It doesn’t take long to pull this off—anywhere from a few minutes to several hours, depending on the size of the boat—but the divers have to be especially calm and precise. They’ll propel themselves at a very slow, deliberate pace, while maintaining their depth. Fluttering legs, moments of inattention, or jerky movements can lead to blurry, unusable images, Dodd says; she recommend a frog kick as the smoothest technique. When it comes to these detailed photomosaics, “It’s garbage in, garbage out,” she says. “The better diver you are, the less work you have later.”
The images can be captured by snorkeling, too, at least for a massive barge that is visible from the surface. This involves gulping air, swimming along a fixed line for 30 seconds or so, and then resurfacing for another gulp of air. The barge that can be photographed this way, she says, is more than 100 feet long, and was used to haul lumber across the bay.
The goal, Dodd says, is to capture “a complete picture of what’s down there—basically scanning the bottom.” There are more sophisticated ways to image something, she adds, from expensive sonar systems to super high-resolution cameras, but she says that the results from simple, readily available underwater cameras are surprisingly impressive. Dodd hopes that other divers will follow suit—both in Emerald Bay and in the other bodies of water that harbor unseen history—by capturing some quick footage and sharing it with local archaeologists. “If you just stick a GoPro in your pocket every time you dive,” she says, “you can make a real difference in cultural heritage documentation in the state of California.” The models that Dodd and her team will make will end up on the 3D model hub Sketchfab, university websites, and possibly in resources maintained by the state parks. Several 3D models of some of Emerald Bay’s boats, created in a 2016 collaboration between Indiana University Center for Underwater Science and the California State Parks, are already available online.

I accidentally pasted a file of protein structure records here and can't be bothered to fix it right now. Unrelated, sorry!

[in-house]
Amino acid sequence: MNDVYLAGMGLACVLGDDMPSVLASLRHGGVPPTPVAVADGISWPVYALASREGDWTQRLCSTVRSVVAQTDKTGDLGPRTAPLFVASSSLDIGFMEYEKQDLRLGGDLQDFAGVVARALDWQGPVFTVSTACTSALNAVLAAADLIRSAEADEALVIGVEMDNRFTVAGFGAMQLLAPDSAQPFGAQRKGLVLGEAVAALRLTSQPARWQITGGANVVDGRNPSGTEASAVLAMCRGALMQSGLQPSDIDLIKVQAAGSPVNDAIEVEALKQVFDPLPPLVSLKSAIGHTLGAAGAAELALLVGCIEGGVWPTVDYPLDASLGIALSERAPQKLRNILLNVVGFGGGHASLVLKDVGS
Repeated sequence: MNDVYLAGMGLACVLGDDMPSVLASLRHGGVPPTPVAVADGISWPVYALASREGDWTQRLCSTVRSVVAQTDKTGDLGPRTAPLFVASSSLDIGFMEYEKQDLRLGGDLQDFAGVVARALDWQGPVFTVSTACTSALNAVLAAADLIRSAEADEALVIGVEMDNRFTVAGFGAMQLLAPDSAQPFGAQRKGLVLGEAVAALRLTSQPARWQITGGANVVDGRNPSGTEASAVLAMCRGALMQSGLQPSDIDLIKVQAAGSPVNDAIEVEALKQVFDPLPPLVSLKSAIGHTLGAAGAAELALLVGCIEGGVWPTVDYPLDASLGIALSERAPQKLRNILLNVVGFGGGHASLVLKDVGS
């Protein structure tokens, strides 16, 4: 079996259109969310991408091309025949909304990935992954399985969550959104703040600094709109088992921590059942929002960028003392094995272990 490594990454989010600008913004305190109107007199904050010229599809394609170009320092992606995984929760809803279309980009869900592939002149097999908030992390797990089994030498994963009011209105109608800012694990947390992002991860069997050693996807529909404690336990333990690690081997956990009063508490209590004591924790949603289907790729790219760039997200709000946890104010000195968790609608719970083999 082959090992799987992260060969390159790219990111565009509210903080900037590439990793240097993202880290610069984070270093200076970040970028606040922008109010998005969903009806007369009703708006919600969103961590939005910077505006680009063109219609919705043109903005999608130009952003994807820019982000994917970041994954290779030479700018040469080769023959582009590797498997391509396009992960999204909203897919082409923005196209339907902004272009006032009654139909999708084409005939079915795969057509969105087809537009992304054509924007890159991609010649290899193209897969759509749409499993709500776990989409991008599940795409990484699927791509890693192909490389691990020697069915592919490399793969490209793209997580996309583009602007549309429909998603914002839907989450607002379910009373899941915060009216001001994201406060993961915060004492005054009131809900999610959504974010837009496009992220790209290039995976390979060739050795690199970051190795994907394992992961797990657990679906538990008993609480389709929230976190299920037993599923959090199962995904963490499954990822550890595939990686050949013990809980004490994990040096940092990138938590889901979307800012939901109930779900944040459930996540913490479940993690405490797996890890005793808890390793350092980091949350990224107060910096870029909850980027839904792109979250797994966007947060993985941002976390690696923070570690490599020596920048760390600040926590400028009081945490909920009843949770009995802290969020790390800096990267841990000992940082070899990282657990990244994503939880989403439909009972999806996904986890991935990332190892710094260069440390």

The more information Dodd and her students gather, the more they can learn about the people who used these boats in Emerald Bay’s recreation heyday. Land-based sites, archives, newspapers, and interviews with longtime locals are helping the researchers assemble an even more detailed picture of how people lived and played decades ago. The work will fill out our understanding of how people spent their sun-dappled vacations in a period when leisure time was just beginning to become accessible to a wider range of Americans.
Plus, Dodd says, figuring out what’s resting on the lakebed is the right thing for divers and archaeologists to do—and to collaborate on. There’s occasional tension between these groups, with archaeologists accusing recreational divers of damaging wrecks, and divers charging that archaeologists act as arbitrary gatekeepers of the underwater world, keeping interesting sites secret from the public. It doesn’t have to be that way, of course, and the recruiting of sport divers for work such as monitoring wrecks for signs of change can play an important role in stewardship and preservation of historical resources.
Sharing finds with interested, enthusiastic people is part of why archaeologists do what they do. “In the bottom of our hearts, archaeologists understand that if you don’t document things, and if you don’t make the documents available to people for posterity, you’re not really any different from a looter or treasure hunter,” Dodd says. “Everyone who is trained as an archaeologist knows that. It’s in our bones.”